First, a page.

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Who we Serve

PRIDE, Inc. works with individuals who have suffered a severe traumatic brain injury as well as individuals who have diverse challenges and or disabilities. The people that we serve usually are challenged in at least 5 of the areas below. Most of our people have been in two or more institutional settings before become involved with us.

  1. Many of the people that we serve have had significant issues with impulsivity, anger management and verbally (and at times physically) aggressive behavior.
  2. As a result of severe damage to the pre-frontal and frontal lobe, the people we support have generally inappropriate and sometimes dangerous behaviors, poor judgment skills that put them in hazardous situations, limited motivation, minimal insight into their injury and are socially stigmatized.
  3. Many have more then one medical issue in accompaniment with their TBI, such as: epilepsy, diabetes, asthma, etc.
  4. Most have moderate to significant memory loss and usually are able to retain new memories for only a very brief period of time.
  5. A large number have a duel-diagnosis whether it be a mental illness combined with their TBI, alcohol abuse/TBI, or drug abuse and TBI.
  6. The greatest percentage of people we serve have mobility issues. Most are challenged with their fine motor coordination.
  7. Most are challenged with their fine motor skills.

 

Many of the people that we serve have had significant issues with impulsivity, anger management and verbally (and at times physically) aggressive behavior.  They are typically in need of some clear boundaries related to the redevelopment of social skills and with coping with the frustrations presented by living with the many impairments associated with TBI.  They require acceptance and tolerance for them to be able to move forward and to move beyond the issues holding them back.


As a result of severe damage to the pre-frontal and frontal lobe, the people we support have generally inappropriate and sometimes dangerous behaviors, poor judgment skills that put them in hazardous situations, limited motivation, minimal insight into their injury and are socially stigmatized.  As a result of the noted issues, they "stand out" and are doubly cursed by not always being aware of their social inadequacies.  Many have been or would return to prison or a psychiatric hospital/facility without a focused intervention to help them manage and cope with the new life they have been presented with after a traumatic brain injur


Many have more then one medical issue in accompaniment with their TBI, such as: epilepsy, diabetes, asthma, etc.  We work with some of the leading disease management programs in the country developing specialized programs dealing with each medical issue.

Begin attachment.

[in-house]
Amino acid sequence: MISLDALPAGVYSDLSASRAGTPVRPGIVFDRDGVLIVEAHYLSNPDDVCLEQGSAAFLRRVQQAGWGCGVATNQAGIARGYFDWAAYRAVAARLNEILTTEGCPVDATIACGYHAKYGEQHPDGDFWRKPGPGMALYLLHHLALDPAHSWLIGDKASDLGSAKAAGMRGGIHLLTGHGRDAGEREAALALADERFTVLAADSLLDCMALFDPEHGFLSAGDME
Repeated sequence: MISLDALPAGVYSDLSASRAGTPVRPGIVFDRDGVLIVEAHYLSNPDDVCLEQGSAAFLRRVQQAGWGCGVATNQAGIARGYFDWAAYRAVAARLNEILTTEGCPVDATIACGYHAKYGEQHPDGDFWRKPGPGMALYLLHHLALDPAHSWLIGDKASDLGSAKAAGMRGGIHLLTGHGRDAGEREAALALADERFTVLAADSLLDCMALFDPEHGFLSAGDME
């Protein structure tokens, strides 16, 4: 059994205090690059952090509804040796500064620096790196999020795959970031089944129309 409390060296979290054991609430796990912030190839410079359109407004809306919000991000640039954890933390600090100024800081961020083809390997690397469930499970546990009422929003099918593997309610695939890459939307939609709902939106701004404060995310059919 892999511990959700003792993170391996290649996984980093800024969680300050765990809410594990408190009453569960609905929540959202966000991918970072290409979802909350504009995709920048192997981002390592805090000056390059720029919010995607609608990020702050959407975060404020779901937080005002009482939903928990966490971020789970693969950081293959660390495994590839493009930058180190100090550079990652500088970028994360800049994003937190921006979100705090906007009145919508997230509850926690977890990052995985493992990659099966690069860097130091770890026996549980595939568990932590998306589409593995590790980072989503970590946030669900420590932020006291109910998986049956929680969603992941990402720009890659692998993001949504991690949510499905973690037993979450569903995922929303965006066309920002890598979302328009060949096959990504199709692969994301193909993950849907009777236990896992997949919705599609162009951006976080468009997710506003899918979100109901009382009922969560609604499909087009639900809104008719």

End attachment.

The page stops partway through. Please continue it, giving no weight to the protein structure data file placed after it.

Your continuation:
Most have moderate to significant memory loss and usually are able to retain new memories for only a very brief period of time.  They are unable to perform simple sequential tasks, take medications, become employed, recall medical advice or maintain the most simple aspect of Adult Daily Living Skills as a result of their this effect of their injury.  Further complications for many are that they tend to confabulate information, create memories to replace the ones they have lost, causing them to have many challenges in developing and maintaining relationships.


A large number have a duel-diagnosis whether it be a mental illness combined with their TBI, alcohol abuse/TBI, or drug abuse and TBI.  Many of our clients did not have these challenges prior to suffering their TBI but they have these co-occurring disorders as a result of poor judgment post-injury.

 
Almost everyone we serve has a challenge with speech, whether it be in formulating speech, word retrieval, reception and understanding of language or in communicating effectively in a more general sense.
 
The greatest percentage of people we serve have mobility issues, but are usually self-ambulatory, either mobilizing with total independence, utilizing a walker or in a wheelchair, but have the ability to propel themselves with moderate assistance. We have served folks who need assistance to mobilize in their wheelchair, but as our program is community based and most therapies are done in community settings, the ability to access it is important.
 
Most are challenged with their fine motor coordination and need to relearn how to use their hands and fingers to perform simple tasks.
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